True Love Ways / That Makes It Tough - 1960 (Buddy Holly)
Coarl 62210

Reminiscing / Wait Til The Sun Shines, Nellie - 1962 (Buddy Holly)
Coral 62329

Bo Diddley / True Love Ways - 1963 (Buddy Holly)
Coral 62352

Brown Eyed Handsome Man / Wishing - 1963 (Buddy Holly)
Coral 62369

What To Do / Slippin' And Slidin' - 1965 (Buddy Holly)
Coral 52448

Love Is Strange / You're The One - 1969 (Buddy Holly)
Coral 62558
The Chirping Crickets - 1957 - Brunswick 54038

1. Oh Boy!
2. Not Fade Away
3. You've Got Love/Maybe Baby
4. It's Too Late
5. Tell Me How
6. That'll Be The Day
7. I'm Lookin' For Someone To Love
8. An Empty Cup (And A Broken Date)
9. Send Me Some Lovin'
10. Last Night/Rock Me My Baby

Buddy Holly - 1958 - Coral 57210

1. I'm Gonna Love You Too
2. Peggy Sue
3. Look At Me/Listen To Me
4. Valley Of Tears
5. Ready Teddy/Everyday
6. Mailman, Bring me No More Blues
7. Words Of Love
8. You're So Square (Baby I Don't Care)
9. Rave On
10. Little Baby

That'll Be The Day - 1958 - Decca 8707

1. You Are My One Desire
2. Blue Days, Black Nights
3. Modern Don Juan
4. Rock Around With Ollie Vee
5. Ting-A-Ling
6. Girl On My Mind
7. That'll Be The day
8. Love Me
9. I'm Changing All Those Changes
10. Don't Come Back Knocking
11. Midnight Shift

The Buddy Holly Story - 1959 - Coral 57279

1. Raining In My Heart
2. Early In The Morning
3. Peggy Sue
4. Maybe Baby
5. Everyday
6. Rave On
7. That'll Be The Day/Heartbeat
8. Think It Over
9. Oh Boy!
10. It's So Easy
11. It Doesn't Matter Anymore

In Style With The Crickets - (without Holly) - 1960 - Coral 57320

1. More Than I Can Say
2. Rockin' Pneumonia & The Boogie Woogie Flu
3. Great Balls Of Fire
4. Ting-A-Ling
5. Just This Once
6. Deborah
7. Baby My Heart
8. When You Ask About Love
9. Time Will Tell
10. A Sweet Love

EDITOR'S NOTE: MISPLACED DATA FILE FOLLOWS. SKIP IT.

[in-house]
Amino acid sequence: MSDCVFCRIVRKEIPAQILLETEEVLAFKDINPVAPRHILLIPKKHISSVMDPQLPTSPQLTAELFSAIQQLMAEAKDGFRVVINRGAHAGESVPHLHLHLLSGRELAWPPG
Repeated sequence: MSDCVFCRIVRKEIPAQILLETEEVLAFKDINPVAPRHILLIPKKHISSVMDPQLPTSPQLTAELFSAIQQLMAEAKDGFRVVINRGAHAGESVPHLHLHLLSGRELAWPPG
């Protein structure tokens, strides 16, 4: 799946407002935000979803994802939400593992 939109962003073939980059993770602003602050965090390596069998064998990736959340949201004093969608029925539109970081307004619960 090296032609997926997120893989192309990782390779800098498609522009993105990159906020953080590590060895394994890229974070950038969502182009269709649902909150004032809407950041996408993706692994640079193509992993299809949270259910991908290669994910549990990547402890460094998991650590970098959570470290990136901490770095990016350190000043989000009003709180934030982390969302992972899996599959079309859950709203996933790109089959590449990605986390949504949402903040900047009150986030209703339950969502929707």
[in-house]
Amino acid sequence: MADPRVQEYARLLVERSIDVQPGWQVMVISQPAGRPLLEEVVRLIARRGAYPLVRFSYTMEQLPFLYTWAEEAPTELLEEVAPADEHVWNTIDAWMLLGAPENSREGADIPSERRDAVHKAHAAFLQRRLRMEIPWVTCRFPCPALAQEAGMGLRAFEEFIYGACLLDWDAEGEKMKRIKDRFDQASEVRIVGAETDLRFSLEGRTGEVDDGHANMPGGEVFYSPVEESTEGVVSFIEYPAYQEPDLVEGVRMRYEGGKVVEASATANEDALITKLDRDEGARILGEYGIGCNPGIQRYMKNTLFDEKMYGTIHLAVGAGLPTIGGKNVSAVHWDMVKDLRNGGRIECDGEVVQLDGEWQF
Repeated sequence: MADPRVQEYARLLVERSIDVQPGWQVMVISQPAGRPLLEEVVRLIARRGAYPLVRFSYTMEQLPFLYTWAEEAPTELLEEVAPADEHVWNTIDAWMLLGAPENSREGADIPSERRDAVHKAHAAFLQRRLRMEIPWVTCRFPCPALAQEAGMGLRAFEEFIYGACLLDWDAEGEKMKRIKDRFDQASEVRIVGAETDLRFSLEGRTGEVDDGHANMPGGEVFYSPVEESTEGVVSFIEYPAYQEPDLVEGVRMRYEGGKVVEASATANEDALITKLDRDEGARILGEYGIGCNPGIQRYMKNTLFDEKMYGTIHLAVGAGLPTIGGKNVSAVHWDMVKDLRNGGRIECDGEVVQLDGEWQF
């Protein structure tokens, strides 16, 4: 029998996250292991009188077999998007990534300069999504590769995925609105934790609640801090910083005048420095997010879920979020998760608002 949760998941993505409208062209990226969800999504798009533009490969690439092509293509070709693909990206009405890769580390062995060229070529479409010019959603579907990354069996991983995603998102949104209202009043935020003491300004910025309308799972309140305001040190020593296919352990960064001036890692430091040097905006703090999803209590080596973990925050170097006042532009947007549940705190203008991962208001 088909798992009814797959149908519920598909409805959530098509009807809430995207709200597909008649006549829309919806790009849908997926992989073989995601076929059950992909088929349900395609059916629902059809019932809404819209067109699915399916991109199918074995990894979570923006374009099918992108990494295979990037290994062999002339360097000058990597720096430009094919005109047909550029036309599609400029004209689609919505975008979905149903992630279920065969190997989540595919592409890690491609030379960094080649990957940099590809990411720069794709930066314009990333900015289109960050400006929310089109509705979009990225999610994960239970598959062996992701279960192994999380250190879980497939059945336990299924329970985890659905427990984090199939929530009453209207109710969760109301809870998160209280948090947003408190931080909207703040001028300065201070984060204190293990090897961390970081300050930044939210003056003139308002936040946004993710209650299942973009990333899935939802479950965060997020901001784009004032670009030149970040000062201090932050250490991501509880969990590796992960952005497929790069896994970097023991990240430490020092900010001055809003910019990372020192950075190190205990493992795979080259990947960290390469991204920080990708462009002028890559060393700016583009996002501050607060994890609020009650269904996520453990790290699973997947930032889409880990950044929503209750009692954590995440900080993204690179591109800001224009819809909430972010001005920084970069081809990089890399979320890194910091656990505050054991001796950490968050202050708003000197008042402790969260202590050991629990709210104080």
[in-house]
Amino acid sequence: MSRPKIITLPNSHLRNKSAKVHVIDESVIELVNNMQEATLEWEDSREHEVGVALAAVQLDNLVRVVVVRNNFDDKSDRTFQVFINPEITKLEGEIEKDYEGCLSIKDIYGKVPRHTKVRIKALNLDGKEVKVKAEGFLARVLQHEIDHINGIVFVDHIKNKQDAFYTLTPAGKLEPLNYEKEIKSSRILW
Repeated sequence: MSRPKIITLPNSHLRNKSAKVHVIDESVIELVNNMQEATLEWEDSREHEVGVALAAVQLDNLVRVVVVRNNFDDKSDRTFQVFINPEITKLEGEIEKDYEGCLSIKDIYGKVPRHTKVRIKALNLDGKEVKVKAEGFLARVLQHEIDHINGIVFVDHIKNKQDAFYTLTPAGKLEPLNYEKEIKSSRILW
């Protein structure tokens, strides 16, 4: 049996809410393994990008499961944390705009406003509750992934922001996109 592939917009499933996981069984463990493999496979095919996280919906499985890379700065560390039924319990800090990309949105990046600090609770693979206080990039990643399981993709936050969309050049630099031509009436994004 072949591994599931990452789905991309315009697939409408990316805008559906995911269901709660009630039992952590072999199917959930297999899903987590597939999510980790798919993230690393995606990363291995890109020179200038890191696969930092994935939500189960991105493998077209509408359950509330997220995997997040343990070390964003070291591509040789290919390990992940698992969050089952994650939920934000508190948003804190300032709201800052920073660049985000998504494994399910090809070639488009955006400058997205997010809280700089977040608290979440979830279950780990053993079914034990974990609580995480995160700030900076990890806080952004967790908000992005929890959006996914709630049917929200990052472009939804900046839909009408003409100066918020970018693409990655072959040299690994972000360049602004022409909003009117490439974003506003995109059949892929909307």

11. I Fought The Law
12. Love's Made A Fool Of You

The Buddy Holly Story, Volume 2 - 1960 - Coral 57326

1. Peggy Sue Got Married
2. Well...All Right
3. What To Do
4. That Makes It Tough
5. Now We're One
6. Take Your Time
7. Crying, Waiting, Hoping
8. True Love Ways
9. Learning The Game
10. Little Baby
11. Moondreams
12. That's What They say

Reminiscing - 1963 - Coral 57426

1. Reminiscing
2. Slippin' And Slidin'
3. Bo Diddley
4. Wait Til The Sun Shines, Nellie
5. Baby, Won't You Come Out Tonight
6. Brown Eyed Handsome Man
7. Because I Love You
8. It's Not My Fault
9. I'm Gonna Set My Foot Down
10. Changing All Those Changes
11. Rock-A-Bye-Rock

Showcase - 1964 - Coral 57450

1. Shake, Rattle And Roll
2. Rock Around With Ollie Vee
3. Honky Tonk
4. I Guess I Was Just A Fool
5. Ummm, Oh Yeah (Dearest)
6. You're The One
7. Blue Suede Shoes
8. Come Back Baby
9. Rip It Up
10. Love's Made A Fool Of You
11. Gone
12. Girl On My Mind

Holly In The Hills - 1965 - Coral 57463

1. I Wanna Play House With You
2. Door To My Heart
3. I Gambled My Heart
4. What To Do
5. Wishing
6. Down The Line
7. Soft Place In My Heart
8. Lonesome Tears
9. Gotta Get You Near Me Blues
10. Flower Of My Heart
11. You And I Are Through

Giant - 1969 - Coral 757504

1. Love Is Strange
2. Good Rockin' Tonight
3. Blue Monday
4. Have You Ever Been Lonely
5. Slippin' And Slidin'
6. You're The One
7. Dearest
8. Smokey Joe's Cafe
9. Ain't Got No Home
10. Holly Hop
1. That'll Be The Day
2. Peggy Sue
3. Rave On
4. Oh Boy!
5. Maybe Baby
6. Not Fade Away
7. It's So Easy
8. Everyday
9. It Doesn't Matter Anymore
10. True Love Ways
11. Words Of Love
12. Well....All Right
13. I'm Gonna Love You Too
14. Rock Around With Ollie Vee
15. I'm Lookin' For Someone To Love
16. Peggy Sue Got Married
17. Think It Over
18. Tell Me How
19. Heartbeat
20. Listen To Me
21. Love's Made A Fool Of You *
22. I Fought The Law *
23. You've Got Love
24. Raining In My Heart
25. Modern Don Juan
26. Blue Days, Black Nights
27. Learning The Game
28. What To Do
29. Crying, Waiting, Hoping
30. That Makes It Tough
31. Midnight Shift
32. Little Baby
33. Mailman, Bring Me No More Blues
34. Real Wild Child +
35. Love Me
36. Don't Come Back Knocking
37. Rock Me My Baby
38. I'm Changing All Those Changes
39. Take Your Time
40. Down The Line ++
41. Lonesome Tears
42. Brown Eyed Handsome Man
43. I'm Gonna Set My Foot Down
44. Rock-A-Bye-Rock
45. Ting-A-Ling
46. You're So Square (Baby I Don't Care)
47. More Than I Can Say **
48. Reminiscing
49. Ready Teddy
50. Early In The Morning
* Crickets without Holly - lead vocal by Earl Sinks
** Crickets without Holly - lead vocal by Sonny Curtis
+ Artist is Ivan (Jerry Allison) - Buddy Holly on lead guitar
++ Buddy & Bob (early recording eventually released in 1965)
Most Influential Rock 'n' Roll Artists - # 6
Greatest Rock Songwriters - # 13
Greatest Rock 'n' Roll Artists of the 50s - # 6
Greatest Rock Artists - # 20

Songs by Buddy Holly & the Crickets are featured on several DDD song lists, including "That'll Be The Day" at # 10 on the "100 Greatest Rock Songs of the 50s" list, and also at # 89 on the "Greatest Rock Songs" list.